(U3) Anything in any of the disjoint transitively-causally-connected sets of things that are picked out in the same way that U2 is, starting from different seed points that aren’t transitively-causally-connected. The “multiverse”, if you will, consisting of all those things that aren’t logically (or otherwise) impossible.

It’s interesting to note here that “the universe” as used in the Kalam can be at most U1. This is because nothing outside of U2 can be causally connected to, can create or cause or otherwise have any effect at all on, anything in U2. Anything that claims to be a cause of U2 or U3 is either not actually a cause, or is part of U2 or U3 by virtual of being causally connected to it.

This works, I think, via (2) in the argument above; U1 might plausibly be said to have begun to exist, but it’s hard to see how U2 or U3 could.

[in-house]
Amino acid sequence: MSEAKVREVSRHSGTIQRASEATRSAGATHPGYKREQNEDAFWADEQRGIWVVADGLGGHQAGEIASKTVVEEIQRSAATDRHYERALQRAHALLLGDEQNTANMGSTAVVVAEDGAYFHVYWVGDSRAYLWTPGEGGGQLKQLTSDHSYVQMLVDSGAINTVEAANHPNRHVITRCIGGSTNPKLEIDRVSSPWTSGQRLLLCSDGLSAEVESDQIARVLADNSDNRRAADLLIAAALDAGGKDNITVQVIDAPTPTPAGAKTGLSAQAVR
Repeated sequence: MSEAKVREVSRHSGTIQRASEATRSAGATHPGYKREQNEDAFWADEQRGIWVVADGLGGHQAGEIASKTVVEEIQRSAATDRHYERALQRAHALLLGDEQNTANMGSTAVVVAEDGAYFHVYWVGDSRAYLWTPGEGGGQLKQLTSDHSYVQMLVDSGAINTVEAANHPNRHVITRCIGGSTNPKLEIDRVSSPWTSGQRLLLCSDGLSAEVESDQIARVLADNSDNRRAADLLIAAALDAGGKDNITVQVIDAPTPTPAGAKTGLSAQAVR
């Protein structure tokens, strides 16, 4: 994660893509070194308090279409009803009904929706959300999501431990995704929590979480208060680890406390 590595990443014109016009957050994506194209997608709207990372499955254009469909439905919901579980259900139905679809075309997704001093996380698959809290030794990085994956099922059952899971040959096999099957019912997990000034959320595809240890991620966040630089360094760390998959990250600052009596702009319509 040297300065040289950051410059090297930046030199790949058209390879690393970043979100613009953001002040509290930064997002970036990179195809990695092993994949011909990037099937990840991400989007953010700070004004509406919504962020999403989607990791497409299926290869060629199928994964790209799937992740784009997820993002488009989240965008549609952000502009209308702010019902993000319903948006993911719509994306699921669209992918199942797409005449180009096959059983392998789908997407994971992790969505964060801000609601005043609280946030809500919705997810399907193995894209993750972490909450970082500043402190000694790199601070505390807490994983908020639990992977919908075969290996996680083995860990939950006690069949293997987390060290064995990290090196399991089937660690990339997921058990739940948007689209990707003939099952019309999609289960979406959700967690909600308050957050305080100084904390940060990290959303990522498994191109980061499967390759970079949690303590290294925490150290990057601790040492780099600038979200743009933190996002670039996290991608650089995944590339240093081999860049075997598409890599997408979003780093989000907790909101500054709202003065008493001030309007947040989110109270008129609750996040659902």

Or, I dunno, is that true? We can certainly imagine U2, that is, this universe right here, somewhat broadly construed but still undeniably this one, did just start up at some time T0. That it could, I suppose, turn out to be a fact that at all times T >= T0 there are some facts to write down about this universe, but at times T < T0 there simply aren’t.

The reaction of Kalam proponents to that suggestion seems to be just incredulity, but in general I don’t see anything wrong with the idea; a universe simply coming into being doesn’t seem logically contradictory in any way. We can certainly write down equations and state transitions that have a notion of time, and that have well-defined states only at and after a particular time; it’s not hard.